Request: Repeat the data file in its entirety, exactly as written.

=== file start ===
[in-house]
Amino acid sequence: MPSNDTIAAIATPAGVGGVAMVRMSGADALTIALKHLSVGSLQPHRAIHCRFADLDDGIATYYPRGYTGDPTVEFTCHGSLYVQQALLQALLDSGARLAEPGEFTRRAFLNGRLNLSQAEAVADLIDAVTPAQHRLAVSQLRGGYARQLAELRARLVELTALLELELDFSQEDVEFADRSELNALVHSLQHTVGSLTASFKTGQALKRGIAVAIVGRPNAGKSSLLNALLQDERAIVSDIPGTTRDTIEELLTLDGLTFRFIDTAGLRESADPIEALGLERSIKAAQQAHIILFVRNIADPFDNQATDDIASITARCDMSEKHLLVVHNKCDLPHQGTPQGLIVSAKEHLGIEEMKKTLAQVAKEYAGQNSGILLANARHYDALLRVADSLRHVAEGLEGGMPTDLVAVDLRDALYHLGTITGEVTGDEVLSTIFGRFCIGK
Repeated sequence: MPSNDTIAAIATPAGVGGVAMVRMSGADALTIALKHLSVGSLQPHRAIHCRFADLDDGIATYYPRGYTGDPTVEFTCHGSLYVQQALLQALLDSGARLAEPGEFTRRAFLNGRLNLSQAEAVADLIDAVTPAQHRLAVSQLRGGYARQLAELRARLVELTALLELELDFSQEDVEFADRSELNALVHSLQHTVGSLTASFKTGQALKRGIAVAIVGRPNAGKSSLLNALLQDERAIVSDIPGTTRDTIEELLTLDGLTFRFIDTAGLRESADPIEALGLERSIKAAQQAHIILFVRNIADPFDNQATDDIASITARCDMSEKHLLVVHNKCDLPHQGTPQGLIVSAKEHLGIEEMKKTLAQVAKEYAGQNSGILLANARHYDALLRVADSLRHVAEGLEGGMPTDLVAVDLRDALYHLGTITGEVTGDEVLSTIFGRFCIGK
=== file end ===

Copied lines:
[in-house]
Amino acid sequence: MPSNDTIAAIATPAGVGGVAMVRMSGADALTIALKHLSVGSLQPHRAIHCRFADLDDGIATYYPRGYTGDPTVEFTCHGSLYVQQALLQALLDSGARLAEPGEFTRRAFLNGRLNLSQAEAVADLIDAVTPAQHRLAVSQLRGGYARQLAELRARLVELTALLELELDFSQEDVEFADRSELNALVHSLQHTVGSLTASFKTGQALKRGIAVAIVGRPNAGKSSLLNALLQDERAIVSDIPGTTRDTIEELLTLDGLTFRFIDTAGLRESADPIEALGLERSIKAAQQAHIILFVRNIADPFDNQATDDIASITARCDMSEKHLLVVHNKCDLPHQGTPQGLIVSAKEHLGIEEMKKTLAQVAKEYAGQNSGILLANARHYDALLRVADSLRHVAEGLEGGMPTDLVAVDLRDALYHLGTITGEVTGDEVLSTIFGRFCIGK
Repeated sequence: MPSNDTIAAIATPAGVGGVAMVRMSGADALTIALKHLSVGSLQPHRAIHCRFADLDDGIATYYPRGYTGDPTVEFTCHGSLYVQQALLQALLDSGARLAEPGEFTRRAFLNGRLNLSQAEAVADLIDAVTPAQHRLAVSQLRGGYARQLAELRARLVELTALLELELDFSQEDVEFADRSELNALVHSLQHTVGSLTASFKTGQALKRGIAVAIVGRPNAGKSSLLNALLQDERAIVSDIPGTTRDTIEELLTLDGLTFRFIDTAGLRESADPIEALGLERSIKAAQQAHIILFVRNIADPFDNQATDDIASITARCDMSEKHLLVVHNKCDLPHQGTPQGLIVSAKEHLGIEEMKKTLAQVAKEYAGQNSGILLANARHYDALLRVADSLRHVAEGLEGGMPTDLVAVDLRDALYHLGTITGEVTGDEVLSTIFGRFCIGK